Fresh fruit and vegetables may be flying off the shelves at Lidl, but consumers can rest assured there are no flights involved when the produce is delivered to the stores in Sweden.
The supermarket chain has announced that it has stopped sending in fruit and vegetables on aeroplanes, in a bid to reduce emissions and cut food waste.
Lidl Sweden has focused its attention on reducing dependence of air travel to supply fresh produce and last year, only one food item – honey mangoes – was imported to the Swedish stores by air.
The ambitious move makes Lidl the first nationwide chain to achieve this, after research was conducted to analyse the overall sustainability impact of transporting goods by air.
Food waste was a major contributor to the decision. It is common for Swedish food chains to use air transport to supply a variety of fresh produce including lemons, green beans, papaya, fresh berries and asparagus but Lidl has decided will all now travel more sustainably by train and boat. Whether Lidl has set a precedent for other food chains to follow suit remains to be seen.
The proportion of food waste from produce transported by air is considerably higher than food that has been shipped by boat or train, and with the rising cost of living it is vital that food is preserved in its best possible condition.
Importing fresh fruit and vegetables to Sweden creates a significant climate impact and products that are flown in often have a short shelf life in the stores, which leads to a large proportion of food waste for these products.
Since 2017, Lidl Sweden has been the only nationwide food chain that climate compensates for its Swedish business operations. The company aims to separate its food waste by 2025 as every year, Lidl reports its food waste in tonnes so that it is easy and transparent to follow how the work is developing.
The company has devised an advertising campaign that depicts a kiwi fruit alongside several birds that stopped flying, including the penguin, ostrich and emu.
Caroline Kjerstadius, Sustainability manager at Lidl Sweden, said: “As we continue our work to reduce both the climate footprint and food waste, it was a natural step to question the air transport of fresh fruit and vegetables.
“We know that customers appreciate having access to fresh products all year round. Still, we will be able to continue to offer our customers a wide range of fresh fruit and vegetables even if we do not use air transport.”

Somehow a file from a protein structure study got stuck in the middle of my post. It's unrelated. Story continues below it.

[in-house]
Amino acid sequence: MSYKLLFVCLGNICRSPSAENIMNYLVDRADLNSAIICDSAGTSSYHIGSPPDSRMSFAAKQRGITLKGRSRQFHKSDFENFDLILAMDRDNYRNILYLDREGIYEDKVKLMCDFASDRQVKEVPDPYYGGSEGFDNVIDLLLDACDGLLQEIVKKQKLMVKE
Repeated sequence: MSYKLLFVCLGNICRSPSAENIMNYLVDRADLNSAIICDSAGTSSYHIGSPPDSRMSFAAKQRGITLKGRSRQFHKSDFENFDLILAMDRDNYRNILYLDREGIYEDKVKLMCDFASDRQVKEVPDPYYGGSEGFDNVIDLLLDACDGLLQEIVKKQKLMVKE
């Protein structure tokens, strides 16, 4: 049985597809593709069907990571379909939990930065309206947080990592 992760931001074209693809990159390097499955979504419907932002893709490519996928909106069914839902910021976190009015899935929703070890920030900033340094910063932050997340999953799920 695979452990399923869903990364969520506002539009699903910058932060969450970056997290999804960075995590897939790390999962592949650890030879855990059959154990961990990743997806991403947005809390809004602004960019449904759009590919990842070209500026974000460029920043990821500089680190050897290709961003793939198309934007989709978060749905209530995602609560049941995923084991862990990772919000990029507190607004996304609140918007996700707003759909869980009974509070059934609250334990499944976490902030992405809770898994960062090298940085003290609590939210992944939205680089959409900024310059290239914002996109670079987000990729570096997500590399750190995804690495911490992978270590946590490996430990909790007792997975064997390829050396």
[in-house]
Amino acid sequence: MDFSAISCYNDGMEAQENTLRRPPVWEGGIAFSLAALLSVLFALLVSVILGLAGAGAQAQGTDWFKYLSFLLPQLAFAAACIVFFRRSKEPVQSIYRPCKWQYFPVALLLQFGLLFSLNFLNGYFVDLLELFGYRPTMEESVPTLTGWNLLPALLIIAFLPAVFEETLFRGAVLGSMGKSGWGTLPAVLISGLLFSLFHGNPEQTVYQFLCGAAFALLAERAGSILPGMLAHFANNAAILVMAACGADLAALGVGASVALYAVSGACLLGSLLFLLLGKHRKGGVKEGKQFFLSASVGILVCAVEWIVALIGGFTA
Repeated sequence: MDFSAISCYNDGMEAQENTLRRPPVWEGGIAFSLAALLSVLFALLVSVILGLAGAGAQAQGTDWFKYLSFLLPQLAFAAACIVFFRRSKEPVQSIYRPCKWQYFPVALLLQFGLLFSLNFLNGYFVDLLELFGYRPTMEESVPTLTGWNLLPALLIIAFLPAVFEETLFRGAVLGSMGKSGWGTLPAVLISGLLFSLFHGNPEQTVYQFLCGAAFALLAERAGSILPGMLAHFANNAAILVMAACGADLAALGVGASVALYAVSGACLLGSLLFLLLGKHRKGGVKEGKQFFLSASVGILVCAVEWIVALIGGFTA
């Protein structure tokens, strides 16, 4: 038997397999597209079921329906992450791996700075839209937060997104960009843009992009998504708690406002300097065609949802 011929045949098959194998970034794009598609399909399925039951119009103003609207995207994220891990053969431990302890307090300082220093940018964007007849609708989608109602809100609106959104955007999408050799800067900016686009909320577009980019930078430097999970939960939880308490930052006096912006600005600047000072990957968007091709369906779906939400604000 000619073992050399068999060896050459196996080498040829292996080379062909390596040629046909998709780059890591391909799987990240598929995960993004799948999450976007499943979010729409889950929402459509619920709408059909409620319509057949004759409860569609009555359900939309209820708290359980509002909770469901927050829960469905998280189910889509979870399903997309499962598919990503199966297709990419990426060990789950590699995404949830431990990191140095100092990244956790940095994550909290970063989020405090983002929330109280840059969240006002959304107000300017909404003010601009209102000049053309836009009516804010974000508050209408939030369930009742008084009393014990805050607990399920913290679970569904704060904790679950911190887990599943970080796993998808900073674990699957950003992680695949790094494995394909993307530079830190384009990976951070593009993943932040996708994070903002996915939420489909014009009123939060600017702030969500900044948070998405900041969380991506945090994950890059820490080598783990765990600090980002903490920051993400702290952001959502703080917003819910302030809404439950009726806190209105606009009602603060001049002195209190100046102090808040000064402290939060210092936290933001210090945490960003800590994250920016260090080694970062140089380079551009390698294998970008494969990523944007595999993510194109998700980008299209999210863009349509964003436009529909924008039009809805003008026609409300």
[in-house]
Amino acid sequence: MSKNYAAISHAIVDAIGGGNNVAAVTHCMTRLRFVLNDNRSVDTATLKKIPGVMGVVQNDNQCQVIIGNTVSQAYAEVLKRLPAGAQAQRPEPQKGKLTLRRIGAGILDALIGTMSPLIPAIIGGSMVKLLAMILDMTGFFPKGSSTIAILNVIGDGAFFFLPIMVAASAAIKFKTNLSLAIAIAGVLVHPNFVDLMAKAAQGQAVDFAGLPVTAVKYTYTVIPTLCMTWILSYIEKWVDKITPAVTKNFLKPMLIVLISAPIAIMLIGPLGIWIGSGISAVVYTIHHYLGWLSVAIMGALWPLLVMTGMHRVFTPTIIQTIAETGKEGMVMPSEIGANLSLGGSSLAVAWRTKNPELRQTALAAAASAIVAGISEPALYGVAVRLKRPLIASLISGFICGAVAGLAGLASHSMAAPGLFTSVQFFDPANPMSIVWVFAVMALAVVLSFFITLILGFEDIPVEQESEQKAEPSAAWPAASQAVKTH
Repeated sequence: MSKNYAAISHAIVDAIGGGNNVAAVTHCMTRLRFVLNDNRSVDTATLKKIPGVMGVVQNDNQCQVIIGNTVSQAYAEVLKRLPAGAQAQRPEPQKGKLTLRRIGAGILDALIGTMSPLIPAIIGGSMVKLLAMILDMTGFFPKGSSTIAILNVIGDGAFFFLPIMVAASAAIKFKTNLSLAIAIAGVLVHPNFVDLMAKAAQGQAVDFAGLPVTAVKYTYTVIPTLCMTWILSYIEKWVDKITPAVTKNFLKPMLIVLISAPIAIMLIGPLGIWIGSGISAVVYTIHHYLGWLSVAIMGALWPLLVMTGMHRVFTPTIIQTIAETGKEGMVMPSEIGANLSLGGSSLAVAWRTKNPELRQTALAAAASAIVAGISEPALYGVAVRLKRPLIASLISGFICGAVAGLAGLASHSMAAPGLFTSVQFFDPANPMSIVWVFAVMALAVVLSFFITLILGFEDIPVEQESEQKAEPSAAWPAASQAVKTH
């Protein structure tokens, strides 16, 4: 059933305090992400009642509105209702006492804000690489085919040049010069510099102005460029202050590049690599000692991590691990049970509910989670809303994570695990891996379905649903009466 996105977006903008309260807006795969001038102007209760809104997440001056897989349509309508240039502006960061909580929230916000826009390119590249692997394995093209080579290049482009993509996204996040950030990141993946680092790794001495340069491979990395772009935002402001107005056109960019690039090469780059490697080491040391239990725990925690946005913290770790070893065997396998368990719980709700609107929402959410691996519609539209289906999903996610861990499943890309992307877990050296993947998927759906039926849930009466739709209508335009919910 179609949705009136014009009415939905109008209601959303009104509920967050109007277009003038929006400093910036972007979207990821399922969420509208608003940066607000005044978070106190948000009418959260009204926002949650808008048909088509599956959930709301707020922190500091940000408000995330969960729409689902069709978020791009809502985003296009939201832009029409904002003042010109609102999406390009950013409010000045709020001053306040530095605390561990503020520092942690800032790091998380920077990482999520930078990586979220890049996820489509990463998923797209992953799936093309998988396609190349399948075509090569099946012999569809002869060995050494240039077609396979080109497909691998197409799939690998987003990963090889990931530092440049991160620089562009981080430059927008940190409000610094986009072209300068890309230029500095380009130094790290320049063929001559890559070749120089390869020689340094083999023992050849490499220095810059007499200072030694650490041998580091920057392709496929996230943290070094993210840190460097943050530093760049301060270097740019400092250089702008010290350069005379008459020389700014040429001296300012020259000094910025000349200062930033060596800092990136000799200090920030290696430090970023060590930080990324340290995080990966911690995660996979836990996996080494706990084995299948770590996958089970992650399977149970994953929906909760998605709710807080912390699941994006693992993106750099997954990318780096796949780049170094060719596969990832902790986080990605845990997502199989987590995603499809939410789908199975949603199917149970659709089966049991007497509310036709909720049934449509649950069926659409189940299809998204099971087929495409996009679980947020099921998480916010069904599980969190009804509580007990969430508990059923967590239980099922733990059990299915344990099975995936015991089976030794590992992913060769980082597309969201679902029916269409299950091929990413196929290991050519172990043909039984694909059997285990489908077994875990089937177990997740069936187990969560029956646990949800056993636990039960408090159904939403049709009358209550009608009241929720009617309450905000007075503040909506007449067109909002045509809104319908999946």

Ricardo Pengel, Principal Consultant Sustainable Business and Consumer Goods Practice Lead at Acre EU, said: “One of the key steps that retailers need to take in order to become more sustainable is to evaluate the supply chain and plan better for transportation of goods.
“It is very encouraging to see that organisations like Lidl Sweden are taking this a step further by putting a ban on air freight for fruits and vegetables. Hopefully, this is something that can be rolled out to other product groups and geographic regions as well within Lidl and ideally other retailers will follow.”
Ricardo Pengel is a Principal Consultant within Acre Benelux's Corporate Responsibility and Sustainability team.
Ricardo has recruited across various sectors for national, regional and international organisations. Prior to joining Acre, Ricardo worked for a renowned global executive search firm where he was part of the firm’s Procurement, Supply Chain & Operations Centre of Excellence and was responsible for retained searches across the Benelux region. Prior to this, he worked for a reputable global recruitment firm for five years where he was part of the firm’s Procurement & Supply Chain practice where he led a team focusing on senior management searches.
His earlier career was in the hospitality industry where he was working as a Corporate Event Manager for a global hotel chain and was responsible for contracting and organising corporate events for global organisations. Ricardo holds a Bachelor Degree in Hospitality Management from Hotelschool The Hague in The Netherlands. He is fluent in English, Dutch and Italian.